Beacon Hill’s new 10,000 square-foot Esplanade Playspace is as exciting to the doctors as it is to the kids; experts say the park will play a leading role in helping Boston fight childhood obesity.
Until now, 5-to
12-year-olds in Beacon Hill, Back Bay and the West End have not had a designated space to play. Beacon Hill only had three playgrounds—Myrtle, Clarendon and TADpole, all geared towards toddlers.
“Older children need equipment devoted to what they like to do and to their physical abilities, but they’ve had to play in areas designed for pre-schoolers,” said State Rep. Marty Walz, whose district includes the Esplanade. “It wasn’t good for any of the children.”
The children of Boston are particularly at risk for childhood obesity, with a rate 18-percent higher than the nation’s, and they may even have shorter life expectancies than their parents or grandparents, according to Dr. Amy Fleischman, medical director of the optimal weight for life program at Children’s Hospital Boston.
But by providing the city’s older children with an expansive and safe outlet for active play, the Esplanade Playspace will help.
“Physical activity is essential for children in both prevention and treatment of childhood obesity,” Dr. Fleischman said. “We recommend 60 minutes per day of active play for young children, and this has been difficult in today’s environment of limited access to safe, fun areas.”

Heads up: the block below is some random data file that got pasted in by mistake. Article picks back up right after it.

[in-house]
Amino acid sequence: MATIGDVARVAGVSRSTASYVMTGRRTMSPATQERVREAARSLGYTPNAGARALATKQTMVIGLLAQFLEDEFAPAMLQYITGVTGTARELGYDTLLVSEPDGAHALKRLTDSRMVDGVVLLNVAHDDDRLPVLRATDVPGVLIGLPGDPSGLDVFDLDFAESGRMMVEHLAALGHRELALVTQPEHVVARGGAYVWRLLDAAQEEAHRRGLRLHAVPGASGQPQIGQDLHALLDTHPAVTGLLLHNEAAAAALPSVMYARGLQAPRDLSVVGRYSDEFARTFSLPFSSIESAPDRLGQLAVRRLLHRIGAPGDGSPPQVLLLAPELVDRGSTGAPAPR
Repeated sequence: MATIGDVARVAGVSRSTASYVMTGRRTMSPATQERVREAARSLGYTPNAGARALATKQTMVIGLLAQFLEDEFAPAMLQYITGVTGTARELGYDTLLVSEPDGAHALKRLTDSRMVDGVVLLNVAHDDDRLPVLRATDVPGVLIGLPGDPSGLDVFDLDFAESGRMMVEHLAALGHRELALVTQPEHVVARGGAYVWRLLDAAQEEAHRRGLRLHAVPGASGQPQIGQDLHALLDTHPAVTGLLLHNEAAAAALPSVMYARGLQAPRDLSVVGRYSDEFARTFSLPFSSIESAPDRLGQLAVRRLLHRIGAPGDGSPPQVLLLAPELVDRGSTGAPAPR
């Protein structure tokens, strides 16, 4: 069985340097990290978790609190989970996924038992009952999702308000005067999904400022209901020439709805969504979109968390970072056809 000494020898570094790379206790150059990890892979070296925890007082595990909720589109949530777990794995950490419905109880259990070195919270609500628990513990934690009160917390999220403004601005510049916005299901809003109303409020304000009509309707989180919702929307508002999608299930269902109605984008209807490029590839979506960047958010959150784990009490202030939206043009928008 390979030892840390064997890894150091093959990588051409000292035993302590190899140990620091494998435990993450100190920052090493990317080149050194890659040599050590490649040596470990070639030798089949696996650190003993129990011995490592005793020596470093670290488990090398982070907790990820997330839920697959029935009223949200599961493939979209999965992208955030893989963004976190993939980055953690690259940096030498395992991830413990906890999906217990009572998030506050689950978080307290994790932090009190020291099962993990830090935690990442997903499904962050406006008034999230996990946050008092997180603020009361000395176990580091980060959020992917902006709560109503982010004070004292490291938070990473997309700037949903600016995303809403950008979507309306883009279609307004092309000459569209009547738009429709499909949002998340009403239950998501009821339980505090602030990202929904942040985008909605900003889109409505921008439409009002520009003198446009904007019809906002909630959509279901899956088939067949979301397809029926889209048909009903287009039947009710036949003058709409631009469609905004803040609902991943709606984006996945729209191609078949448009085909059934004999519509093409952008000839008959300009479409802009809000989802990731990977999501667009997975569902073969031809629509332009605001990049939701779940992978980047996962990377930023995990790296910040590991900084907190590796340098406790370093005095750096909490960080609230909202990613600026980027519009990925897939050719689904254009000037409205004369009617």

Dr. Abhinash Srivatsa, a pediatric endocrinologist at Children’s Hospital Boston, agreed.
“It’s more than just burning calories. [Outdoor play] improves resistance to insulin, the mechanism behind the development of type II diabetes, increases HDL, the good cholesterol, and improves blood pressure,” Dr. Srivatsa said. “In my opinion, there should be time for physical activity in every child’s school schedule, every day.”
Three years ago, Tani Marinovich, Beacon Hill mother and President of the Friends of the Esplanade Playspace realized her children were about to outgrow local playgrounds, and decided to take action. She came across some troubling statistics when she began her research.
“I found out that there has been a huge decline in children’s upper body strength,” Marinovich said. “This is the first generation that will not have as much strength as our generation had, so we really felt we had to do something about that.”
Marinovich and about 30 other local mothers started by inventing a word: playspace. Unlike a playground, Marinovich said a playspace is unconfined and designed for older children to enjoy the land, the river, and the trees while running and playing freely.
The $1.2 million playspace, which Marinovich calls “a gift to the state,” was built purely from the private donations of parents and neighbors throughout Boston, and includes a custom designed rock with Level 3 and 4 rock climbing, as well as a 15-foot climbing structure, a reading circle, and of course swings and slides.
Claire Corcoran, a South End mother of three children between the ages of 5 and 9, said she and her children couldn’t be more excited.
“We are committed to raising our family in the city and are thrilled to have a new playground to visit,” she said. “Continuing investment in playground and parks . . . is essential if more middle-class families continue to stay in Boston instead of moving to the suburbs.”
But Marinovich is careful to assert that the playspace belonged not only to Boston, but to the entire state, as well as the nation.
“Millions of people come to the Esplanade. We hope this will be a destination for families everywhere,” she said. “So many children are inside texting and playing video games, but we believe that, ‘If you build it, they will come.’ If all goes well, this playspace will set the bar for future playspaces, and encourage generations of children to live more active, healthier lives.”